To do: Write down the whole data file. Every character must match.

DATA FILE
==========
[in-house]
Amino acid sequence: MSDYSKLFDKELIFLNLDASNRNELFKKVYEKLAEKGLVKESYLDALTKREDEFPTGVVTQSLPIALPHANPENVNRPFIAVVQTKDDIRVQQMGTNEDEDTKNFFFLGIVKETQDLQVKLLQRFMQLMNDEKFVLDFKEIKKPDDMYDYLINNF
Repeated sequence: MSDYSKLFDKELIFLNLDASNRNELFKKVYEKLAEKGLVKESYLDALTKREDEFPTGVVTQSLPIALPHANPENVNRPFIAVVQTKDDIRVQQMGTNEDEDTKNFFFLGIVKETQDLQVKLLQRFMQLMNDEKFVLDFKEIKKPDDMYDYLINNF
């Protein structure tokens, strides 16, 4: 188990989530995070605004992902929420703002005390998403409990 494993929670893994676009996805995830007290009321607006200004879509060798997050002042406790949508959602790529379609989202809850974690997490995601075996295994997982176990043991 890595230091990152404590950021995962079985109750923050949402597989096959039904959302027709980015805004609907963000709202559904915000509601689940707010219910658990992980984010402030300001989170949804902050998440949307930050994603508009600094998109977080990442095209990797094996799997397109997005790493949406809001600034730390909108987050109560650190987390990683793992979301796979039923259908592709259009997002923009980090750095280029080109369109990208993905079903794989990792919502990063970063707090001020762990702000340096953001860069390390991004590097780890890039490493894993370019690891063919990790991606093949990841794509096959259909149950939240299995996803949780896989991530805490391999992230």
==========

[in-house]
Amino acid sequence: MSDYSKLFDKELIFLNLDASNRNELFKKVYEKLAEKGLVKESYLDALTKREDEFPTGVVTQSLPIALPHANPENVNRPFIAVVQTKDDIRVQQMGTNEDEDTKNFFFLGIVKETQDLQVKLLQRFMQLMNDEKFVLDFKEIKKPDDMYDYLINNF
Repeated sequence: MSDYSKLFDKELIFLNLDASNRNELFKKVYEKLAEKGLVKESYLDALTKREDEFPTGVVTQSLPIALPHANPENVNRPFIAVVQTKDDIRVQQMGTNEDEDTKNFFFLGIVKETQDLQVKLLQRFMQLMNDEKFVLDFKEIKKPDDMYDYLINNF
């Protein structure tokens, strides 16, 4: 188990989530995070605004992902929420703002005390998403409990 494993929670893994676009996805995830007290009321607006200004879509060798997050002042406790949508959602790529379609989202809850974690997490995601075996295994997982176990043991 890595230091990152404590950021995962079985109750923050949402597989096959039904959302027709980015805004609907963000709202559904915000509601689940707010219910658990992980984010402030300001989170949804902050998440949307930050994603508009600094998109977080990442095209990797094996799997397109997005790493949406809001600034730390909108987050109560650190987390990683793992979301796979039923259908592709259009997002923009980090750095280029080109369109990208993905079903794989990792919502990063970063707090001020762990702000340096953001860069390390991004590097780890890039490493894993370019690891063919990790991606093949990841794509096959259909149950939240299995996803949780896989991530805490391999992230």